Mini reveal for low budget DIY kitchen remodel

bob_cvilleNovember 15, 2013

We have a rental duplex that needed some work after the last tenant moved out. After starting the work we discovered that a drain pipe had been leaking for some time, and had soaked, delaminated, and rotted the subfloor in the kitchen.

Here's a couple of pictures after the demo of the damage.

Old Kitchen:

Old Dining Room

It's not quite done, but it is awfully close, and almost completely DIY , including the plumbing the new cork floor, the cabinets, and the tan brown granite counters.

Used Range $125
Used range vent fan $20
Used Dishwasher $50
Used Cabinets Free
New cork floor $500
Granite from craigslist $400
Cash and carry fabrication of granite $450
New sink and faucet $180
New track, Used track lights $40
Pull-out spice rack $80
PVC wine rack $8
Used Exterior Door $55

Panorama of the new Kitchen

One of the biggest difficulties was figuring out a layout using the cabinets that a friend had previously removed from their kitchen. Since there were only a certain set of cabinet sizes to choose from, it was challenging to come up with a workable layout for the small space.

The blind corner cabinet to the right of the sink was modified from a standard 36" base cabinet using the door from a 15" upper cabinet.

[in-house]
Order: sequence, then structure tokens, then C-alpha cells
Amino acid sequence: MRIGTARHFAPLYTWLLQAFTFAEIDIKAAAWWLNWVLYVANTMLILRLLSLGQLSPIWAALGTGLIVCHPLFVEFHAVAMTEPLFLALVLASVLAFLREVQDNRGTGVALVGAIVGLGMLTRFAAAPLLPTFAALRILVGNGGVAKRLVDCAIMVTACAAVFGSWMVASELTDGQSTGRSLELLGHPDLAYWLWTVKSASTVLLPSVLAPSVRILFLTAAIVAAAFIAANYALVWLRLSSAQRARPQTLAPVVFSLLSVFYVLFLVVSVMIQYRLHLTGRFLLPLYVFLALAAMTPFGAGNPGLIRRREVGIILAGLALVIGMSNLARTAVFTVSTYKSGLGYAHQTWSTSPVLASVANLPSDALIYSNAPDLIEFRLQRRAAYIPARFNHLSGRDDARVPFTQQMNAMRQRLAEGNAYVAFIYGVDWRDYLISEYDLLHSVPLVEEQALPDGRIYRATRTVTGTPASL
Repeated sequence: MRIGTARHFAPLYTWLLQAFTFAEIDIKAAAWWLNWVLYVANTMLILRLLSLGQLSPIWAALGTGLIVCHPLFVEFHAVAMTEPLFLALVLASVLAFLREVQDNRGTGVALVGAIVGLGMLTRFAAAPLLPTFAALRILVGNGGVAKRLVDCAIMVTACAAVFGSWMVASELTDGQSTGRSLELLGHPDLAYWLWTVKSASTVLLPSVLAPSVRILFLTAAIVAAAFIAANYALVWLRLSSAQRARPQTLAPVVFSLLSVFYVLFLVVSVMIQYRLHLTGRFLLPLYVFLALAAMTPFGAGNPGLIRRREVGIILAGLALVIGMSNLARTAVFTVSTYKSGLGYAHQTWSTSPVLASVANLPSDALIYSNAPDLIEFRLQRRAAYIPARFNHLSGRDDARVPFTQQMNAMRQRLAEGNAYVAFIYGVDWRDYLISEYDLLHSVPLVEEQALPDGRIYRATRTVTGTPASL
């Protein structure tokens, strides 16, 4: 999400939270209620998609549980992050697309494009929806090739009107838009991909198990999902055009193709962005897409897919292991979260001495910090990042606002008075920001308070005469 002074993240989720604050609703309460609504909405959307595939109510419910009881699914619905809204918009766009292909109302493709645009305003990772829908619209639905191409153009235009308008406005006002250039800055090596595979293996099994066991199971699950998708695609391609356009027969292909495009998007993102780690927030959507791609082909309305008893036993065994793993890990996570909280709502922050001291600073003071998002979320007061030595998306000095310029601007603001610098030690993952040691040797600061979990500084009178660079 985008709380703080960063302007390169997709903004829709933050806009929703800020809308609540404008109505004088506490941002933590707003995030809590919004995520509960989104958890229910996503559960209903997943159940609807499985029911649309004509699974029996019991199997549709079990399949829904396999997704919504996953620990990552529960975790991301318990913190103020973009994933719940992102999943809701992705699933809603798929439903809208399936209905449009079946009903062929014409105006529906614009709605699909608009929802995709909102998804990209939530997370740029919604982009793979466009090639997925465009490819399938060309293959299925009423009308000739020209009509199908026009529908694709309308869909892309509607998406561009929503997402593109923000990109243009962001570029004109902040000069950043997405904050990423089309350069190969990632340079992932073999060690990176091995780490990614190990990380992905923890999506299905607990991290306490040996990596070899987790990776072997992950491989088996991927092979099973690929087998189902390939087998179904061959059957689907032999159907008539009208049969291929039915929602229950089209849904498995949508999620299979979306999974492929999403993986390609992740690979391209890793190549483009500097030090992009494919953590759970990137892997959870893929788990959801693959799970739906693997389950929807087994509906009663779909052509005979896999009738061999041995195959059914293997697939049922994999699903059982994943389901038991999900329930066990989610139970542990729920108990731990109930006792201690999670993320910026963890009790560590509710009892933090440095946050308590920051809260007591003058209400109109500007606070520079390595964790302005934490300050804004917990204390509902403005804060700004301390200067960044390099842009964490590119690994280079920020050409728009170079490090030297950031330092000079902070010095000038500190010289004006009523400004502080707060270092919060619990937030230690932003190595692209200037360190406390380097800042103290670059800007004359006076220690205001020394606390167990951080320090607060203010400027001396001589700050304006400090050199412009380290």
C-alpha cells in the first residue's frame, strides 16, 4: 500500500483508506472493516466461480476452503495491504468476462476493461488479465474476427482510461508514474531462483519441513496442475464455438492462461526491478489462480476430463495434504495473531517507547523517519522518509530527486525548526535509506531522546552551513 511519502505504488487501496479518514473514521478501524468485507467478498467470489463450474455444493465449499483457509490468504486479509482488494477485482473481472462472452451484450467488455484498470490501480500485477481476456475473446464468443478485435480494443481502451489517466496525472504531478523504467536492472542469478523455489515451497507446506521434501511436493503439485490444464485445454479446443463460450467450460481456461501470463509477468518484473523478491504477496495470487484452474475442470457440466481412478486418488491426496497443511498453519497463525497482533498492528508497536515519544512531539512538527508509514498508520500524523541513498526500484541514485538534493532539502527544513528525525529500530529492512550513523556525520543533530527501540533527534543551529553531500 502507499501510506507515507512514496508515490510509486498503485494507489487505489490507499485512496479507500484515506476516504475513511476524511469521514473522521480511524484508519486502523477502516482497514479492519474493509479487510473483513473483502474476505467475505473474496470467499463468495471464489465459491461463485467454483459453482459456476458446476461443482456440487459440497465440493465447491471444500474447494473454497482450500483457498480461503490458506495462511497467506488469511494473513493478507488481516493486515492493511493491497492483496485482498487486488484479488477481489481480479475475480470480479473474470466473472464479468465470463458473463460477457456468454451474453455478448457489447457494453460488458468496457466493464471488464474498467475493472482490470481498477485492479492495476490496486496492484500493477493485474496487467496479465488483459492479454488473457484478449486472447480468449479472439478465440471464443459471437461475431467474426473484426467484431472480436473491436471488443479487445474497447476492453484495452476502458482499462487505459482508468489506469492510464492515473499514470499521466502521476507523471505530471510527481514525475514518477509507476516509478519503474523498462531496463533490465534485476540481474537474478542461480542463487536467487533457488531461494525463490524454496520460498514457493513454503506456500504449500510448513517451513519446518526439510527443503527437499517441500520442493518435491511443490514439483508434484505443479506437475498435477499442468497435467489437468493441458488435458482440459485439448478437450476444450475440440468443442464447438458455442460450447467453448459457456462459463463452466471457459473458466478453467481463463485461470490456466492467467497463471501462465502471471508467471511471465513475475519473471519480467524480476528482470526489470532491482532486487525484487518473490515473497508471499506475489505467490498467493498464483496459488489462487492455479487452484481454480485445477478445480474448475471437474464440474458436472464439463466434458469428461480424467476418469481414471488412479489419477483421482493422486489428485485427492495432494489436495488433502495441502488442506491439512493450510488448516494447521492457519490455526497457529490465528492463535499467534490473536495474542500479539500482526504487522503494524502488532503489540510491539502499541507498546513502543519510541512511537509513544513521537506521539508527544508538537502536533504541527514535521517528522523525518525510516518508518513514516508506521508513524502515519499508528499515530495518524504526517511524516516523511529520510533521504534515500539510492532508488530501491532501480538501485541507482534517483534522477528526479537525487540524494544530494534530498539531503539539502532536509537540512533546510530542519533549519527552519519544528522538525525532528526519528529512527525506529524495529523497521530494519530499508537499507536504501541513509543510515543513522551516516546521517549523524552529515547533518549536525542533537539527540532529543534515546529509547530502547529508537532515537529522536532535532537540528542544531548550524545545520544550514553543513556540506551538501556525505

The deep cabinet over the fridge was a base cabinet that was cut down in height.

And the pull out spice cabinet was installed simply to fill the space. One 30" upper ( or even two 15" uppers) would have worked better, but I only had two 12" uppers, so I put a 6" filler pullout between them.

New spice cabinet pulled out, the door on it was a 36" drawer front.

There wasn't enough big enough granite pieces so the counter to the left of the stove had to have a seam

The sink was supposed to have been a top mount sink, but due to a miss-communication with the granite fabricator, the hole was cut (and polished) as if it was an undermount sink.and rather than have them re-cut it I mounted the sink as an undermount.

New Dining Room:

This post was edited by bob_cville on Fri, Nov 15, 13 at 23:20

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I am very impressed. The spice pull out from a drawer. Brilliant!

    Bookmark   November 15, 2013 at 10:27PM
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The spice pullout is something I bought, but it comes without a door. So I re-purposed an unneeded drawer front. On the other side of the kitchen between the upper corner cabinet and the 36" upper cabinet next to the fridge there was another gap that needed filling, so I made a wine rack using PVC drain pipe. I still need to figure out how to hold the wine rack all together.